This originally seems to make sense before we try to create our else style element. We have to check to see if the person is not from any of the states we have determined before. Resulting in a little long ngIf expression and it will only get worse the more states we add.

Most languages with JavaScript, have a language construct known as a switch statement to solve this type of problem. Angular also offer us similar functionality through something called the NgSwitch directive.

This directive enables us to render several elements depending on a given condition the NgSwitch directive is some directives working in conjunction like the following:

ng-switch-demo.component.ts

import { Component } from ‘@angular/core’;

 

@Component({

selector: ‘app-ng-switch-demo’,

templateUrl: ‘./ng-switch-demo.component.html’,

styleUrls: [‘./ng-switch-demo.component.css’]

})

export class NgSwitchDemoComponent {

 

people: any[] = [

{

“name”: “Kapil Sharma”,

“age”: 40,

“state”: “Punjab”

},

{

“name”: “Suresh Albela”,

“age”: 32,

“state”:”Rajasthan”

},

{

“name”: “Aashish Pativala”,

“age”: 39,

“state”:”Madhyapradesh”

},

{

“name”: “Satendra Patel”,

“age”: 44,

“state”:”Gujarat”

},

{

“name”: “Kapil Jangir”,

“age”: 37,

“state”:”Rajasthan”

}

];

}

ng-switch-demo.component.ts

<ul *ngFor=”let person of people”

[ngSwitch]=”person.state”> (1)

 

<li *ngSwitchCase=”‘Rajasthan'” (2)

class=”text-success”>{{ person.name }} ({{ person.state }})

</li>

<li *ngSwitchCase=”‘Gujarat'”

class=”text-primary”>{{ person.name }} ({{ person.state }})

</li>

<li *ngSwitchCase=”‘Punjab'”

class=”text-danger”>{{ person.name }} ({{ person.state }})

</li>

<li *ngSwitchDefault (3)

class=”text-warning”>{{ person.name }} ({{ person.state }})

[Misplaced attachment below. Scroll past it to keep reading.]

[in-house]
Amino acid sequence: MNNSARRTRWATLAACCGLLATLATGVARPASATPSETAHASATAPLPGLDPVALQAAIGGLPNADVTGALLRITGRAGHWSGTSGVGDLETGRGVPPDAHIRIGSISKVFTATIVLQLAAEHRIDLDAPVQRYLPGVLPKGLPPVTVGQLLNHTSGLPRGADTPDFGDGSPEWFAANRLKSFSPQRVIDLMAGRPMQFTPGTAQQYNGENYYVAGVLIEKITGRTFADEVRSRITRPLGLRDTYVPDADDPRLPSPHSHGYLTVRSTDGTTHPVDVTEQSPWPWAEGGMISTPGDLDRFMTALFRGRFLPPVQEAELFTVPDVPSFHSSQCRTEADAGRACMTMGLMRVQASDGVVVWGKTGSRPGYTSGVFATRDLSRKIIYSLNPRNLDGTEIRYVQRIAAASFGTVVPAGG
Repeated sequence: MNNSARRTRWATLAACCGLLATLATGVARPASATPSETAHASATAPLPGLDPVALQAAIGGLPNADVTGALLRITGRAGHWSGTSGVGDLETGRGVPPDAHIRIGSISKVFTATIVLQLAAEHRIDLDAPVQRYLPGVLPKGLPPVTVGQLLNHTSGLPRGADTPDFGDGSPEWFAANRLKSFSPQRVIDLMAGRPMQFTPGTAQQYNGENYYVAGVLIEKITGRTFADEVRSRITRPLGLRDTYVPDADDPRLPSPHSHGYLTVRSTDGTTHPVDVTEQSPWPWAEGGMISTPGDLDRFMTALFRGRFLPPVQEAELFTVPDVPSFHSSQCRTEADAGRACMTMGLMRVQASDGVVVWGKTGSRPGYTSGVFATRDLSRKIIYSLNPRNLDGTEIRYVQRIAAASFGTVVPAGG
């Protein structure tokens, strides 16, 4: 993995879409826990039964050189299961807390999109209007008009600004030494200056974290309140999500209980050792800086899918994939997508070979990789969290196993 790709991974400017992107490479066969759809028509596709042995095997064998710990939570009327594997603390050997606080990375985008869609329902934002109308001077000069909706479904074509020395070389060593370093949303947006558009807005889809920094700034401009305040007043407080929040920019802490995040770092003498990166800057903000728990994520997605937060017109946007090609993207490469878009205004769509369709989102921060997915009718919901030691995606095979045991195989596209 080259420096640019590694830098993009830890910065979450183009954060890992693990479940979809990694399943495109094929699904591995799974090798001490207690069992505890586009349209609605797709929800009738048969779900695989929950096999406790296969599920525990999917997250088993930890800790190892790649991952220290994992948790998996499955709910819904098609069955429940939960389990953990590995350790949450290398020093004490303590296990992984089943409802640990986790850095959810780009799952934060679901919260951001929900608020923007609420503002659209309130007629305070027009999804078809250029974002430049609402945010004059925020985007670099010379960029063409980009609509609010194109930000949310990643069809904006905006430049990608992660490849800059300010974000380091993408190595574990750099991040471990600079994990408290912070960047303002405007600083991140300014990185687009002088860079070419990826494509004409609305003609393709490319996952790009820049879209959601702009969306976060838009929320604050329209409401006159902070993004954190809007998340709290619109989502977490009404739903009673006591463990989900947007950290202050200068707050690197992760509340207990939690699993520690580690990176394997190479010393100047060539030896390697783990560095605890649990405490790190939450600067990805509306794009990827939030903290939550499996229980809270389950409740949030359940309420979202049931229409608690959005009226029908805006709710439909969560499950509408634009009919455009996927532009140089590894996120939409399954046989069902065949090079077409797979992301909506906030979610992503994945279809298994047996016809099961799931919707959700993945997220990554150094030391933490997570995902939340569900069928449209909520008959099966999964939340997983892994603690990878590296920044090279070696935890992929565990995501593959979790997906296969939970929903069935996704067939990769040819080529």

</li>

</ul>

App.module.ts

import { BrowserModule } from ‘@angular/platform-browser’;

import { NgModule } from ‘@angular/core’;

import { AppRoutingModule } from ‘./app-routing.module’;

import { AppComponent } from ‘./app.component’;

import { NgIfDemoComponent } from ‘./ng-if-demo/ng-if-demo.component’;

import { NgSwitchDemoComponent } from ‘./ng-switch-demo/ng-switch-demo.component’;

 

@NgModule({

declarations: [

AppComponent,

NgIfDemoComponent,

NgSwitchDemoComponent

],

imports: [

BrowserModule,

AppRoutingModule

 

],

providers: [],

bootstrap: [AppComponent]

})

export class AppModule { }

  1. We bind an expression to the ng directive which is ngSwitch.
  2. The ngSwitchCase directive lets us specify a condition if it matches the expression in (1) will give the element it is attached to.
  3. If none of the conditions are met in the switch statement it will check to see in case there is a ngSwitchDefault directive, if there is it will give the element that is attached to, though it is an option that if it is not present it simply displays nothing if no matching ngSwitchCase directive is existed or found.

The important difference between the ngIf solution is that through NgSwitch we evaluate the expression only once and then select the element to display depending on the result.

If we run according to the above steps we will see the following output:

f2

Figure 2: Output of the ngSwitchDemo

Using ngIf we can conditionally add or remove an element from the DOM.

In case that we have experienced with several conditions a cleaner alternative to multiple nested NgIf statements is the NgSwitch sequence of directives.

Conclusion

In this blog, we have discussed ngIf and ngSwitch directives in Angular. These directives are helpful because it allows us to show or hide templates depending on an expression.

Author Bio: Ajay Patel – Technical Director, iFour Technolab Netherlands

A Seasoned technocrat with years of experience building technical solutions for various industries using Microsoft technologies. With sharp understanding and technical acumen, have delivered hundreds of Web, Cloud, Desktop and Mobile solutions and is heading the technical department at Angular Frontend Development Company – iFour Technolab Netherlands.